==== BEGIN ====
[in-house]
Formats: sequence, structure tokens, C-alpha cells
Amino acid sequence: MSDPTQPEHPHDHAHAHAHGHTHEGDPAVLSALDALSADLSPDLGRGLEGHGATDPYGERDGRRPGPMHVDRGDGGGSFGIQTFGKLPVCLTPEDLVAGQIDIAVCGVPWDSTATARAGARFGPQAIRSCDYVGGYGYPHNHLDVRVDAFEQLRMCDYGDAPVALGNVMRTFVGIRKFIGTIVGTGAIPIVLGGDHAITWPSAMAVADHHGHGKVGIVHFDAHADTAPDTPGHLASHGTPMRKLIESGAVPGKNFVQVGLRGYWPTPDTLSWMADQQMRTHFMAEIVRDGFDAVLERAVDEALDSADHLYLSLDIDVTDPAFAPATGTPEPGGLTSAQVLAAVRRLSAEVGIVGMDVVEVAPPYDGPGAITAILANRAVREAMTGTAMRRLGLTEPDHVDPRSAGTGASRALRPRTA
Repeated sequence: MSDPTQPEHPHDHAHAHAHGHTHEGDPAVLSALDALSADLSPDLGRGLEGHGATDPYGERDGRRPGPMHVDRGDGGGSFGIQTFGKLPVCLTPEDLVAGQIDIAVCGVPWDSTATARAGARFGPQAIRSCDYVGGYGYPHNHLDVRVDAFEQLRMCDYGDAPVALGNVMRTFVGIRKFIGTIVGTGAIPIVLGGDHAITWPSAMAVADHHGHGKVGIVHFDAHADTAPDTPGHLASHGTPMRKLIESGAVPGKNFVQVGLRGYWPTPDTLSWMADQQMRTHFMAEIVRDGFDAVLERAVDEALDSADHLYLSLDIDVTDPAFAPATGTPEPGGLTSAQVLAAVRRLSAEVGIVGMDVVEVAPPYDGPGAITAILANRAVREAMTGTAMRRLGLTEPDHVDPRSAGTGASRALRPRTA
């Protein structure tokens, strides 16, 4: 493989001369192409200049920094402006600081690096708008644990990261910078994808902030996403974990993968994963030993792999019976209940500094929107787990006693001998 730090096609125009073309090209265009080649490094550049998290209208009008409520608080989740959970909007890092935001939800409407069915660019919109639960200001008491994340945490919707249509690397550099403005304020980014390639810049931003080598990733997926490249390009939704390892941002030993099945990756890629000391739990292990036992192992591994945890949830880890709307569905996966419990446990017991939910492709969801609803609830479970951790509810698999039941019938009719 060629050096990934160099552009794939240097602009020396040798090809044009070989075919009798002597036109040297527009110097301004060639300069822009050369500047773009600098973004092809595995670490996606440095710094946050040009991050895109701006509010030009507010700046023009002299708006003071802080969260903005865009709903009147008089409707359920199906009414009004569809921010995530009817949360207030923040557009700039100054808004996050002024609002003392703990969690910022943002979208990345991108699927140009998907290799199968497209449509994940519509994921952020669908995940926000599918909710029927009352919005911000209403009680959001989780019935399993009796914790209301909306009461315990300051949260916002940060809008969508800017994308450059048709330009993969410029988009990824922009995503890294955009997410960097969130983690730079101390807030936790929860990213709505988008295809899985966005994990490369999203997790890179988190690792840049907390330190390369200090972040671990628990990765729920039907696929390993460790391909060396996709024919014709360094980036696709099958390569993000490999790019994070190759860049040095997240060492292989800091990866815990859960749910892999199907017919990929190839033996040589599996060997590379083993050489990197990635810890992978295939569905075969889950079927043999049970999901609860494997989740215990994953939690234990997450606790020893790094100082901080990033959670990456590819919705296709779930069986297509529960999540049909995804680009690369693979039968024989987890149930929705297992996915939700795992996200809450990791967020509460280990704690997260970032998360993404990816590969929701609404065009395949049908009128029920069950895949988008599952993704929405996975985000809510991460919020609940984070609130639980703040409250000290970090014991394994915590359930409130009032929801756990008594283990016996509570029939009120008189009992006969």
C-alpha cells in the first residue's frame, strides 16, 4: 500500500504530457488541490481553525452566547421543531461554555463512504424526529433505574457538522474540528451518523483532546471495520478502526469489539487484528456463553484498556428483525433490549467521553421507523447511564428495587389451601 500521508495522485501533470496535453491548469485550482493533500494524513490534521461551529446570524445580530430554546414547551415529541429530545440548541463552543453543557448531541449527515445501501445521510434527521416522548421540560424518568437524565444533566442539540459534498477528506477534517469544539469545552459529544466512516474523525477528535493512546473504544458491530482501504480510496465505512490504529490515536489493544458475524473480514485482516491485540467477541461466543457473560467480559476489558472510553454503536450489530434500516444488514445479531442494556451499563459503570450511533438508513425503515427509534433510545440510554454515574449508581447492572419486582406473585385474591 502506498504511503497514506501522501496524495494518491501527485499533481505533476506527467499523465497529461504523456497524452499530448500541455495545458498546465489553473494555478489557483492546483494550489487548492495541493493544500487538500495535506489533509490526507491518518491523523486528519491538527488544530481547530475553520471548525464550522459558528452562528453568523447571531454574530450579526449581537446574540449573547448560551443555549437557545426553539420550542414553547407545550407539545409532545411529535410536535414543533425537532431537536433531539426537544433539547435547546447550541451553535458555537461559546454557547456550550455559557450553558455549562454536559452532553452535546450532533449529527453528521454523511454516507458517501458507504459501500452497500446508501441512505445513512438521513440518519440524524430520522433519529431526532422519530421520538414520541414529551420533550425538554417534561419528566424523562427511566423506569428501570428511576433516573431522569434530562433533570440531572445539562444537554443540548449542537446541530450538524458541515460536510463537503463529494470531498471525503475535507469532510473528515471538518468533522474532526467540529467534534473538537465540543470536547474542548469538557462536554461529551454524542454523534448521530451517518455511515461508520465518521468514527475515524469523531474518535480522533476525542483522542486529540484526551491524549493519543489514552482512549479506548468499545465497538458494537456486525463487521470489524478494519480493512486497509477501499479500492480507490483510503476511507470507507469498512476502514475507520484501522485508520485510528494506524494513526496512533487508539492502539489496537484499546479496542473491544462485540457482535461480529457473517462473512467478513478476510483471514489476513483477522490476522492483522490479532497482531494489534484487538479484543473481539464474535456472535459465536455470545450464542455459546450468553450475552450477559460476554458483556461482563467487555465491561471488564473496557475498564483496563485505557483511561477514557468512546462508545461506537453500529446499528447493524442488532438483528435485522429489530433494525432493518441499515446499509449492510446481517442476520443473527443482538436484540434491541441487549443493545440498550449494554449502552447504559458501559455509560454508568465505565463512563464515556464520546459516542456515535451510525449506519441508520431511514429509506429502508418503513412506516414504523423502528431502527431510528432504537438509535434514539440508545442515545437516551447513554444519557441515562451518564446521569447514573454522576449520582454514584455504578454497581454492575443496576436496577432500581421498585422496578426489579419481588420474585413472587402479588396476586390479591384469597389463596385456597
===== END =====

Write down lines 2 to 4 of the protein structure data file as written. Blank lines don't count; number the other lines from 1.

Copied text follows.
Formats: sequence, structure tokens, C-alpha cells
Amino acid sequence: MSDPTQPEHPHDHAHAHAHGHTHEGDPAVLSALDALSADLSPDLGRGLEGHGATDPYGERDGRRPGPMHVDRGDGGGSFGIQTFGKLPVCLTPEDLVAGQIDIAVCGVPWDSTATARAGARFGPQAIRSCDYVGGYGYPHNHLDVRVDAFEQLRMCDYGDAPVALGNVMRTFVGIRKFIGTIVGTGAIPIVLGGDHAITWPSAMAVADHHGHGKVGIVHFDAHADTAPDTPGHLASHGTPMRKLIESGAVPGKNFVQVGLRGYWPTPDTLSWMADQQMRTHFMAEIVRDGFDAVLERAVDEALDSADHLYLSLDIDVTDPAFAPATGTPEPGGLTSAQVLAAVRRLSAEVGIVGMDVVEVAPPYDGPGAITAILANRAVREAMTGTAMRRLGLTEPDHVDPRSAGTGASRALRPRTA
Repeated sequence: MSDPTQPEHPHDHAHAHAHGHTHEGDPAVLSALDALSADLSPDLGRGLEGHGATDPYGERDGRRPGPMHVDRGDGGGSFGIQTFGKLPVCLTPEDLVAGQIDIAVCGVPWDSTATARAGARFGPQAIRSCDYVGGYGYPHNHLDVRVDAFEQLRMCDYGDAPVALGNVMRTFVGIRKFIGTIVGTGAIPIVLGGDHAITWPSAMAVADHHGHGKVGIVHFDAHADTAPDTPGHLASHGTPMRKLIESGAVPGKNFVQVGLRGYWPTPDTLSWMADQQMRTHFMAEIVRDGFDAVLERAVDEALDSADHLYLSLDIDVTDPAFAPATGTPEPGGLTSAQVLAAVRRLSAEVGIVGMDVVEVAPPYDGPGAITAILANRAVREAMTGTAMRRLGLTEPDHVDPRSAGTGASRALRPRTA